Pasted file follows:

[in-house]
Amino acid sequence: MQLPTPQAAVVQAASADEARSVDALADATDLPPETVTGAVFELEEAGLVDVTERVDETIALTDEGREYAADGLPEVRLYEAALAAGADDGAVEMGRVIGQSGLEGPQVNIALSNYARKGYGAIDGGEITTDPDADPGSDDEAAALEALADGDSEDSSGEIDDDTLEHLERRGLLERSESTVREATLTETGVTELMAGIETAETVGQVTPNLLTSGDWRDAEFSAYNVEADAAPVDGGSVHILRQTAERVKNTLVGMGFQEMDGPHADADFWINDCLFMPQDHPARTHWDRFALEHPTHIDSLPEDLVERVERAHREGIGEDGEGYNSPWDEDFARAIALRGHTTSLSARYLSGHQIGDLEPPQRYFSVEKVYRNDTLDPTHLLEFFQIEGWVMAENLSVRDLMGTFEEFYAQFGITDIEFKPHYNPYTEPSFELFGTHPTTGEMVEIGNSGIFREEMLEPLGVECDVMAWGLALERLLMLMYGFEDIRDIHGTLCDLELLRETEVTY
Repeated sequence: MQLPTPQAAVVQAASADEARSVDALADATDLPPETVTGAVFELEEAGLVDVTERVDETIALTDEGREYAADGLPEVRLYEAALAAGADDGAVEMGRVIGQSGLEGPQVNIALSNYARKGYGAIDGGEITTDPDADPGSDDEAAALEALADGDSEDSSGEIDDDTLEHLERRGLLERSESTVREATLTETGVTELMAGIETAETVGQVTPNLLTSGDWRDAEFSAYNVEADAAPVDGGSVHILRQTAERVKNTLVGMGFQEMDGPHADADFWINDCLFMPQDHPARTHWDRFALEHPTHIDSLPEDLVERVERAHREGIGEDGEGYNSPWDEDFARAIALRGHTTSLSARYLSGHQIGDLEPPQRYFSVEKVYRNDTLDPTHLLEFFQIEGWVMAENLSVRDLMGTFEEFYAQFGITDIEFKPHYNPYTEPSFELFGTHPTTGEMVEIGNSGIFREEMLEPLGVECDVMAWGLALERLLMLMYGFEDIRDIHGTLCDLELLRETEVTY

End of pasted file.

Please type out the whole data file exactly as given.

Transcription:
[in-house]
Amino acid sequence: MQLPTPQAAVVQAASADEARSVDALADATDLPPETVTGAVFELEEAGLVDVTERVDETIALTDEGREYAADGLPEVRLYEAALAAGADDGAVEMGRVIGQSGLEGPQVNIALSNYARKGYGAIDGGEITTDPDADPGSDDEAAALEALADGDSEDSSGEIDDDTLEHLERRGLLERSESTVREATLTETGVTELMAGIETAETVGQVTPNLLTSGDWRDAEFSAYNVEADAAPVDGGSVHILRQTAERVKNTLVGMGFQEMDGPHADADFWINDCLFMPQDHPARTHWDRFALEHPTHIDSLPEDLVERVERAHREGIGEDGEGYNSPWDEDFARAIALRGHTTSLSARYLSGHQIGDLEPPQRYFSVEKVYRNDTLDPTHLLEFFQIEGWVMAENLSVRDLMGTFEEFYAQFGITDIEFKPHYNPYTEPSFELFGTHPTTGEMVEIGNSGIFREEMLEPLGVECDVMAWGLALERLLMLMYGFEDIRDIHGTLCDLELLRETEVTY
Repeated sequence: MQLPTPQAAVVQAASADEARSVDALADATDLPPETVTGAVFELEEAGLVDVTERVDETIALTDEGREYAADGLPEVRLYEAALAAGADDGAVEMGRVIGQSGLEGPQVNIALSNYARKGYGAIDGGEITTDPDADPGSDDEAAALEALADGDSEDSSGEIDDDTLEHLERRGLLERSESTVREATLTETGVTELMAGIETAETVGQVTPNLLTSGDWRDAEFSAYNVEADAAPVDGGSVHILRQTAERVKNTLVGMGFQEMDGPHADADFWINDCLFMPQDHPARTHWDRFALEHPTHIDSLPEDLVERVERAHREGIGEDGEGYNSPWDEDFARAIALRGHTTSLSARYLSGHQIGDLEPPQRYFSVEKVYRNDTLDPTHLLEFFQIEGWVMAENLSVRDLMGTFEEFYAQFGITDIEFKPHYNPYTEPSFELFGTHPTTGEMVEIGNSGIFREEMLEPLGVECDVMAWGLALERLLMLMYGFEDIRDIHGTLCDLELLRETEVTY